Please note, although sometimes assumed, the finger mullets are NOT juvenile striped mullets. They are silver and have no stripes, do not have a flat head or popeyes and only attain a diminutive stature of inches and ounces and not feet and pounds.

Since both these fish feed on bits and pieces of living and/or dead vegetation (detritus), neither of these mullets are routinely caught on hook and line, although there are many stories to the contrary, particularly with the striped mullet. Striped mullets have been known to suck up dough balls with a concealed hook inside, and I’ve actually landed one on a fly. And yes, the mullet was hooked in the mouth! Cast nets are the primary mode of mullet fishing.

Next week, I will discuss harvest and use of these important species.


As far as fall fishing goes, things are already showing signs of firing up.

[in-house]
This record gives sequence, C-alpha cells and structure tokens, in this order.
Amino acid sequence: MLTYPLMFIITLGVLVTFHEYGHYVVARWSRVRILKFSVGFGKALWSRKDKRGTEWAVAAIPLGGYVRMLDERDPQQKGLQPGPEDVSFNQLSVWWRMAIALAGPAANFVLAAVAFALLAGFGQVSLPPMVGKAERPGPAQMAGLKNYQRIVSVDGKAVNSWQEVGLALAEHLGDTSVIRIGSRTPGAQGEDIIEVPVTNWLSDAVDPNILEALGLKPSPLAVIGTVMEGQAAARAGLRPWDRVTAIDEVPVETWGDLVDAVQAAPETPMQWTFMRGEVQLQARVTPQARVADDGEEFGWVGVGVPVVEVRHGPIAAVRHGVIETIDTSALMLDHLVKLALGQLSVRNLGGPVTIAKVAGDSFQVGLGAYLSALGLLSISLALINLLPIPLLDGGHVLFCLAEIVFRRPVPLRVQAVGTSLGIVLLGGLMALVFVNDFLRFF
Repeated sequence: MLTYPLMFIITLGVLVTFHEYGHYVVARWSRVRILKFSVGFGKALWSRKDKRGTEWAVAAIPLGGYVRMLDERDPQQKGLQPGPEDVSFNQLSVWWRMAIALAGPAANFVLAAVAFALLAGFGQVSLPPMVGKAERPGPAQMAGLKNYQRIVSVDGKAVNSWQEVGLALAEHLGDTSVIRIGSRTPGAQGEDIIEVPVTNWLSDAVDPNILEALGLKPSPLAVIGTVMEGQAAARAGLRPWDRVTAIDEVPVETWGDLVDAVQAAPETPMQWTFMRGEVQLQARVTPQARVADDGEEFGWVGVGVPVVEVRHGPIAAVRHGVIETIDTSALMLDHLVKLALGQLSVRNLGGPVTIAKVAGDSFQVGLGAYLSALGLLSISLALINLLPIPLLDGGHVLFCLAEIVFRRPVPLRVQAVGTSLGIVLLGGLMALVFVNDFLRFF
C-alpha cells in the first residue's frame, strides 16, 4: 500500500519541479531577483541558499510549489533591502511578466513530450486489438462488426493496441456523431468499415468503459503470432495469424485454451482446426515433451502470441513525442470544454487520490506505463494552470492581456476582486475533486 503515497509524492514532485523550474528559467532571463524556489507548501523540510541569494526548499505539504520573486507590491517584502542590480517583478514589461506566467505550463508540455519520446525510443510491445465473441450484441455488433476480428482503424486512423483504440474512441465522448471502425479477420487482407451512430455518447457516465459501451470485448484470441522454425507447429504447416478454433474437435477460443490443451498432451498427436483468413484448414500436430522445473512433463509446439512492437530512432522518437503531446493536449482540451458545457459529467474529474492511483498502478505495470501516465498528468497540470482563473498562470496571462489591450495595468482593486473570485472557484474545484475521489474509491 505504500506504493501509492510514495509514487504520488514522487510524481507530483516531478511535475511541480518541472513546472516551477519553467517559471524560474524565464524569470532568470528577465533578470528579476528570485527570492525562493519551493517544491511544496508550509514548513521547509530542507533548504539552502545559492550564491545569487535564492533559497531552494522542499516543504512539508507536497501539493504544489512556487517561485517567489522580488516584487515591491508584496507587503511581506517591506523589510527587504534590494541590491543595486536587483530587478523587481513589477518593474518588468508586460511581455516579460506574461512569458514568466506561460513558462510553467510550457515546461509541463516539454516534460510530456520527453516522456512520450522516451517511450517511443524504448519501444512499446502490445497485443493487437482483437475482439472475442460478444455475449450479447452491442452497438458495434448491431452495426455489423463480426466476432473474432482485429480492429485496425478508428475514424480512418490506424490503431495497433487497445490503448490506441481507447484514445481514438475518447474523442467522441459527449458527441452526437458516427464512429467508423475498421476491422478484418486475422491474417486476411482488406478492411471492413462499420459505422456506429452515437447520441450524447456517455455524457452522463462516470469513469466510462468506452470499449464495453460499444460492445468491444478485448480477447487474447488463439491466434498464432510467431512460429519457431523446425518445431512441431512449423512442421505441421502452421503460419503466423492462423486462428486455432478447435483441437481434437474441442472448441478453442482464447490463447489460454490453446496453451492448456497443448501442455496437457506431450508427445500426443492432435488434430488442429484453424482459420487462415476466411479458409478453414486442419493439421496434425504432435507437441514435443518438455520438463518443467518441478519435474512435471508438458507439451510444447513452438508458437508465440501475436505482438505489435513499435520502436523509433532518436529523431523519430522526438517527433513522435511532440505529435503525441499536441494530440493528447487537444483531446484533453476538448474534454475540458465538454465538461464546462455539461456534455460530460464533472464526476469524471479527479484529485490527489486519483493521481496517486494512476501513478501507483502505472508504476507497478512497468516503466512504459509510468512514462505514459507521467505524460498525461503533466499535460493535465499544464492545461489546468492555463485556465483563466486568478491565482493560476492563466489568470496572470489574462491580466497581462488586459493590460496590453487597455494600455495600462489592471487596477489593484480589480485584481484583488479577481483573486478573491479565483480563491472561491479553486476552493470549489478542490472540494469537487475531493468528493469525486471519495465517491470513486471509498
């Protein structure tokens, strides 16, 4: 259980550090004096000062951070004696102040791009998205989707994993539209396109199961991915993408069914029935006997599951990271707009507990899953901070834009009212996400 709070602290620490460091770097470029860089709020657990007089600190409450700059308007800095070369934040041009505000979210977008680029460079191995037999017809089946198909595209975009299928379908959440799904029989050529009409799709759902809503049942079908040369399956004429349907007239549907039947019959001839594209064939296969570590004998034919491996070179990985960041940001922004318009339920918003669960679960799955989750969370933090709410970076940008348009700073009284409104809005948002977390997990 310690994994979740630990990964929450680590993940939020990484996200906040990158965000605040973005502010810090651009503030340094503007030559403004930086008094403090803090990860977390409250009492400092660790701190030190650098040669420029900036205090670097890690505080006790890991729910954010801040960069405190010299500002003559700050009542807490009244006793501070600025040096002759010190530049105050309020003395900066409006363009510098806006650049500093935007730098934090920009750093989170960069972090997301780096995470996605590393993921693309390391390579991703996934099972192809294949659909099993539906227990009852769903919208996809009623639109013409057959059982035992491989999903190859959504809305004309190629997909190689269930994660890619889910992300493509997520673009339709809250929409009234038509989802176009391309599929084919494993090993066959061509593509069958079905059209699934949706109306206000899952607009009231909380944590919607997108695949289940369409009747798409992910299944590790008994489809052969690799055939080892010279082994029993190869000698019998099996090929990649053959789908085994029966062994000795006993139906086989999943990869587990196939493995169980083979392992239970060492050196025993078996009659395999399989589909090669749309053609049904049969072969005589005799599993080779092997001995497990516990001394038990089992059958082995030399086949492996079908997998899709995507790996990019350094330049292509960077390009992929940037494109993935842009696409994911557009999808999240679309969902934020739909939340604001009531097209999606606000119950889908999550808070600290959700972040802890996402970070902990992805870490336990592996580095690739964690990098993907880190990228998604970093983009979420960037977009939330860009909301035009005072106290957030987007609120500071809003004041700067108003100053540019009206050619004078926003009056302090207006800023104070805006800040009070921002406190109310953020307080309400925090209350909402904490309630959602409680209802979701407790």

On Bogue Inlet Pier, slot puppy drum and bigger flounder to nearly 5 pounds were weighed in. Bottom fishing, including croakers and spots, is picking up. Big Spanish are taking the king mackerel rigs, and right after the first mullet blow, speckled trout were caught in the surf just east of Bogue Inlet Pier.

Fall fishing has started. I mentioned the bay anchovies, that reddish brown haze of small bait fish along the surf and out off the beach have now fired up the Spanish mackerel bite and drawn in the false albacore nearshore from Cape Lookout to the beach. So, at the Cape, albies, Spanish and blues are all in a feeding frenzy together. Some of that action has appeared around Fort Macon for Spanish and blues and to a lesser extent The Point area of Emerald Isle.